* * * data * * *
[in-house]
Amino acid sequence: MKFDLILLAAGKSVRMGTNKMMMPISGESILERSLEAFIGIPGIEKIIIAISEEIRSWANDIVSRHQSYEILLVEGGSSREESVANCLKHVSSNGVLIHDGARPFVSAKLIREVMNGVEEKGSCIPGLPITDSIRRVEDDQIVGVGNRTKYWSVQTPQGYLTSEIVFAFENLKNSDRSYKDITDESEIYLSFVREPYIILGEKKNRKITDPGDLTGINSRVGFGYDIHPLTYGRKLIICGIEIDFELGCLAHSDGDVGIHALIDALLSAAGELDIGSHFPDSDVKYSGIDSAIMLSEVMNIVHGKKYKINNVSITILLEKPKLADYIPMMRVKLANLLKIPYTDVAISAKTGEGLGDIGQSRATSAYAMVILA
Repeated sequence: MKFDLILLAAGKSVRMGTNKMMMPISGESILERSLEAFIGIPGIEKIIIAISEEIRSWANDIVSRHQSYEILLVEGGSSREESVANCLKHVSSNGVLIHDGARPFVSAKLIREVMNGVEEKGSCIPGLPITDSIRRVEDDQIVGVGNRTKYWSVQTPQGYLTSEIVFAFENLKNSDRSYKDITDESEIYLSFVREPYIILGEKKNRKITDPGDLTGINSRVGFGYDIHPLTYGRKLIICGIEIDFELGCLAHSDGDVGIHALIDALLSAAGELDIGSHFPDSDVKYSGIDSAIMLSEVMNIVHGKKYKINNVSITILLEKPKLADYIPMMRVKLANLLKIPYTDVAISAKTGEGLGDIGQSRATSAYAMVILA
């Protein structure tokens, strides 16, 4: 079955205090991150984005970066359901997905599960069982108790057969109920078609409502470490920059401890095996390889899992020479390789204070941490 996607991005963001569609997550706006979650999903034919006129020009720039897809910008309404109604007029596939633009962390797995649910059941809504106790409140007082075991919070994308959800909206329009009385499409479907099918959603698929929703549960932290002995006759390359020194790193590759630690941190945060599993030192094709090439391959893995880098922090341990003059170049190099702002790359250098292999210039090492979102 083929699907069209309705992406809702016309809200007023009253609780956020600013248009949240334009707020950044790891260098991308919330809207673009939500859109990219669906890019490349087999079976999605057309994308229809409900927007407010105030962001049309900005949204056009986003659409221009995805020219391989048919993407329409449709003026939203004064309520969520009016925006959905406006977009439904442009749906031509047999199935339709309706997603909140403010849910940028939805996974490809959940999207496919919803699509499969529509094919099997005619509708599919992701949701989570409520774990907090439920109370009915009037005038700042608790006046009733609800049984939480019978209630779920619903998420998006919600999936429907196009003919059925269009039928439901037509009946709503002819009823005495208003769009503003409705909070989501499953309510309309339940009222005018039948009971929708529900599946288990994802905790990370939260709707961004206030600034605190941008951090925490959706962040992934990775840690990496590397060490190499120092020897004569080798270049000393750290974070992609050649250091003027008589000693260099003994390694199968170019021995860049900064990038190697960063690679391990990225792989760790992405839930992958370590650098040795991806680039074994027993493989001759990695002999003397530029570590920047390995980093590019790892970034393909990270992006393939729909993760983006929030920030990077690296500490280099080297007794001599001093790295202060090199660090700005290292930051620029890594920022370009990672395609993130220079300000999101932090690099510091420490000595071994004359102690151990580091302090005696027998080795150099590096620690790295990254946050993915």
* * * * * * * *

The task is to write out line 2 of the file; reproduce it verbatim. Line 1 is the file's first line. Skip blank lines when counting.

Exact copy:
Amino acid sequence: MKFDLILLAAGKSVRMGTNKMMMPISGESILERSLEAFIGIPGIEKIIIAISEEIRSWANDIVSRHQSYEILLVEGGSSREESVANCLKHVSSNGVLIHDGARPFVSAKLIREVMNGVEEKGSCIPGLPITDSIRRVEDDQIVGVGNRTKYWSVQTPQGYLTSEIVFAFENLKNSDRSYKDITDESEIYLSFVREPYIILGEKKNRKITDPGDLTGINSRVGFGYDIHPLTYGRKLIICGIEIDFELGCLAHSDGDVGIHALIDALLSAAGELDIGSHFPDSDVKYSGIDSAIMLSEVMNIVHGKKYKINNVSITILLEKPKLADYIPMMRVKLANLLKIPYTDVAISAKTGEGLGDIGQSRATSAYAMVILA